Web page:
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Polar exploration: small steps towards cheaper, safer, easier IVF?

A new method of screening eggs for IVF has been developed, promising better chances of successful IVF cycles.

Two out of three women fail at each IVF attempt, and a large part of this is believed to be due to abnormalities in the number of chromosomes in the egg. Up to half of the eggs in younger women (and up to 75% in women approaching 40) have abnormalities. In traditional reproduction these failures would not be problematic, since attempts at conception can easily be retried. But in the case of IVF each attempt will be expensive and time-consuming. The new method is a small step towards truly efficient IVF. But does it solve the ethical issues?

In the past eggs would have first been fertilized, then a cell removed
from the embryo, the embryo would have been frozen and, once the tests
on the sample cell were in a few days later, one of the frozen embryos
would have been implanted. While this gives plenty of time, it involves
the deliberate creation of some embryos that will be discarded –
something many have objections against.

All normal cells except egg and sperm contain 23 pairs of chromosomes. Eggs and sperm just have one copy of each chromosome. When an egg develops it throws away the unwanted chromosomes into a small compartment, the polar body. The new method makes use of this. The polar body can be picked up by pipette in the lab, and subjected to chromosomal microarray analysis, a method that detects whether there are extra or lacking chromosomes. The answer is back within a day, and only eggs with 23 chromosomes will be fertilized and implanted.

Improving IVF like this not only saves effort, it may also reduce the number of twins and triplets born (since, as a precaution against the expected loss, currently several embryos are implanted). Twin pregnancies have a higher rate of complications, so making single pregnancies more common would benefit the children too.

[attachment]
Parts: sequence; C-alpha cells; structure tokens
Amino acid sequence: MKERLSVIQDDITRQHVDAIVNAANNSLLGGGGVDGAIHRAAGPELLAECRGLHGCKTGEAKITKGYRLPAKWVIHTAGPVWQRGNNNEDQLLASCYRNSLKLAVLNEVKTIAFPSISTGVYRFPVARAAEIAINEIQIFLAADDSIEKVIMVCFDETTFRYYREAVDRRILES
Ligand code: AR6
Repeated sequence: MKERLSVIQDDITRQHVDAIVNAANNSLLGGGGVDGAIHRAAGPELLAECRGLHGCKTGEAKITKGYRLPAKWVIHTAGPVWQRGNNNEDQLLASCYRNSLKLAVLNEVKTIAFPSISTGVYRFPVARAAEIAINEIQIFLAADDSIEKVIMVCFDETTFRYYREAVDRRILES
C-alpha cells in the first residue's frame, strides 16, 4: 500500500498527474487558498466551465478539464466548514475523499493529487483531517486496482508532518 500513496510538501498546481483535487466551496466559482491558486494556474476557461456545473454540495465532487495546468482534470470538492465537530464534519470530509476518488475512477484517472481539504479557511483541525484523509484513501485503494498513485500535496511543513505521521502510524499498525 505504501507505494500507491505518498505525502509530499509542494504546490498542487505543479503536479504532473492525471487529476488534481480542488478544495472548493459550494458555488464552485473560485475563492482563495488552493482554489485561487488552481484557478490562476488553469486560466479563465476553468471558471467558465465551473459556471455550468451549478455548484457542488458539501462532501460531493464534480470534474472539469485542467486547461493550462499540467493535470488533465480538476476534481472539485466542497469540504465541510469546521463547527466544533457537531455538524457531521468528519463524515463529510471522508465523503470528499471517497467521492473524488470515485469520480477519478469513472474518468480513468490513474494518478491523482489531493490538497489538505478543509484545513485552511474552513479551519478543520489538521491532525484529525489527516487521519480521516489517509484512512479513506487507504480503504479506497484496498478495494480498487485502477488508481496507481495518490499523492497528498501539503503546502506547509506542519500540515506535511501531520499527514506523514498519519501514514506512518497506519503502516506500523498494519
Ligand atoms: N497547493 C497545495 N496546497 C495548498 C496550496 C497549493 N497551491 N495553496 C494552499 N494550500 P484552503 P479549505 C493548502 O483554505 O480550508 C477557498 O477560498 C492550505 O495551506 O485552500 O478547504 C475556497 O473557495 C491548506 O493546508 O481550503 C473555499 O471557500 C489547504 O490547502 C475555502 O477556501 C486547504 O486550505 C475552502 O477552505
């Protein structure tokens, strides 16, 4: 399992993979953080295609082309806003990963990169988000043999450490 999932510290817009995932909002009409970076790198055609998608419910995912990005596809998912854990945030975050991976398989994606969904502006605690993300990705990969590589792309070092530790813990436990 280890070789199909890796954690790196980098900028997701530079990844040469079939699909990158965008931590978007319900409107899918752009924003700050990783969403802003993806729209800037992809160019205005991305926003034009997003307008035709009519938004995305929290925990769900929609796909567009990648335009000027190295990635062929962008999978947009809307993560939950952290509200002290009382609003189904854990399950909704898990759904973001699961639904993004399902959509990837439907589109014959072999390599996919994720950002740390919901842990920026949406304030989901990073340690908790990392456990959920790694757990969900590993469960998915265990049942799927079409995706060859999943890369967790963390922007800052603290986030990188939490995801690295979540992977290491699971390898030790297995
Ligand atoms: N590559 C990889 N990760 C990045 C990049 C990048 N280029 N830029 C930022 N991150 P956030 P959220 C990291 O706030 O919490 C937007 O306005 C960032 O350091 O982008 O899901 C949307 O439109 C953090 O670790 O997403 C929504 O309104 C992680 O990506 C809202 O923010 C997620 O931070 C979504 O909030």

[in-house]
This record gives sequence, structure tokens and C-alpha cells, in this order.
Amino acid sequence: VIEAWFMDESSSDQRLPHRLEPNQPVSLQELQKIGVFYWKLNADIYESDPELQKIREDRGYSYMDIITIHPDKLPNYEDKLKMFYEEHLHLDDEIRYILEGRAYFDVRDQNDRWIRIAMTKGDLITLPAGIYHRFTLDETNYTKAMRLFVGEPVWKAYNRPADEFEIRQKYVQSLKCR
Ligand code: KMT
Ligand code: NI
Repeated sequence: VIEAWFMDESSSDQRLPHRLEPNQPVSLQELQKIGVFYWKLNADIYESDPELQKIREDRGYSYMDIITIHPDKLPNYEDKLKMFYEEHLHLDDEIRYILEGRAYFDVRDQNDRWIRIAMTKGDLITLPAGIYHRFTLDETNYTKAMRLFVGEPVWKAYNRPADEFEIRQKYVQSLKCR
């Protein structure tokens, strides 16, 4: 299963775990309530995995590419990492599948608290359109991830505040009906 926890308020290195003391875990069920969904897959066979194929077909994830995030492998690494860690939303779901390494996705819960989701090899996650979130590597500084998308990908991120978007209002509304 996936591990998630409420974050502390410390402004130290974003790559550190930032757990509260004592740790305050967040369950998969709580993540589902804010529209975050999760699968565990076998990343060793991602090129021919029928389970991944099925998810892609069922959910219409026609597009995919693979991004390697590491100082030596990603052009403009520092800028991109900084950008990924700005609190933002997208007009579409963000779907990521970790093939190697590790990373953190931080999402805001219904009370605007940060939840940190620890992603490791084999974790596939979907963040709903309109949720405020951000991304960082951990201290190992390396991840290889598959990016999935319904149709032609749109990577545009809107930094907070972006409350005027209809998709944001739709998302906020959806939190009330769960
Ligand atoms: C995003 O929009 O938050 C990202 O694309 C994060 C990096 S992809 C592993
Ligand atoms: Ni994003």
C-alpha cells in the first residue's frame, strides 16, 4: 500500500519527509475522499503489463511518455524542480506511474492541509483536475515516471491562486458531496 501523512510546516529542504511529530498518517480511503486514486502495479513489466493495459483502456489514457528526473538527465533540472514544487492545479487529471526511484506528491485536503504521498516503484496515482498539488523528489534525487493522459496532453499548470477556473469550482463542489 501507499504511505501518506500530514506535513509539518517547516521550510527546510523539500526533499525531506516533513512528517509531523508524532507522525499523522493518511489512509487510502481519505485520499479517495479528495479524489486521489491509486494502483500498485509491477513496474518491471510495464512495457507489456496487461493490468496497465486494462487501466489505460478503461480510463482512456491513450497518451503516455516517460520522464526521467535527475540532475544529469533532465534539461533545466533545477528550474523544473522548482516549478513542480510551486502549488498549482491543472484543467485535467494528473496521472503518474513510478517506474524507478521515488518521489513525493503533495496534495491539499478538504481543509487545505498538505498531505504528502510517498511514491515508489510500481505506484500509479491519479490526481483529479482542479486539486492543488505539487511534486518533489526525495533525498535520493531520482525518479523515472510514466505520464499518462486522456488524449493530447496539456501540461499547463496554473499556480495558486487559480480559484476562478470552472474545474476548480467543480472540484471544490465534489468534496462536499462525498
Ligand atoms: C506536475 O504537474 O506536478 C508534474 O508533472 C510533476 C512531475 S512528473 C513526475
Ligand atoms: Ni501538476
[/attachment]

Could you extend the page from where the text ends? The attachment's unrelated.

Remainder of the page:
However, while a step forward the this method is not likely to appease people who think personhood starts at conception. It only allows avoiding creating embryos known to suffer chromosome abnormalities. Not all of the embryos that are created will be implanted, leaving some of them frozen or discarded, so the improvement is mainly in a reduced number of extraneous embryos.

Is this method selecting for enhanced or at least normal offspring? Not really, since the vast majority of embryos with abnormal chromosomes would not have implanted. Yet the microarray analysis seems to technically enable selecting eggs based on particular genes. This would not be a reliable way of getting desirable traits since the genes contributed by the sperm are uncontrolled, but it would allow selection that statistically favor some traits. It would also get around some of the ethical objections made against post-conception selection: there is no selection away of persons, since (to my knowledge) nobody argues that personhood can begin before conception.

However, just as I doubt avoiding creating some extraneous embryos will not make the personhood-at-conception people happier, I doubt this form of pre-conception selection will make the anti-selection people happier. The real concerns are little affected by technicalities and more on the overall meaning of the activity.

But improvements of the efficiency, safety and cost of IVF are nothing to sneeze at. Much of progress occurs in small steps rather than dramatic breakthroughs.

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1 Comment on this post

  1. We have been able to analyze the polar bodies thrown off pre-fertilization for some time, but the last polar body is normally only released after fertilization. The article isn’t clear on whether the procedure is removing that last body (although it would make most sense if that is what they have developed).

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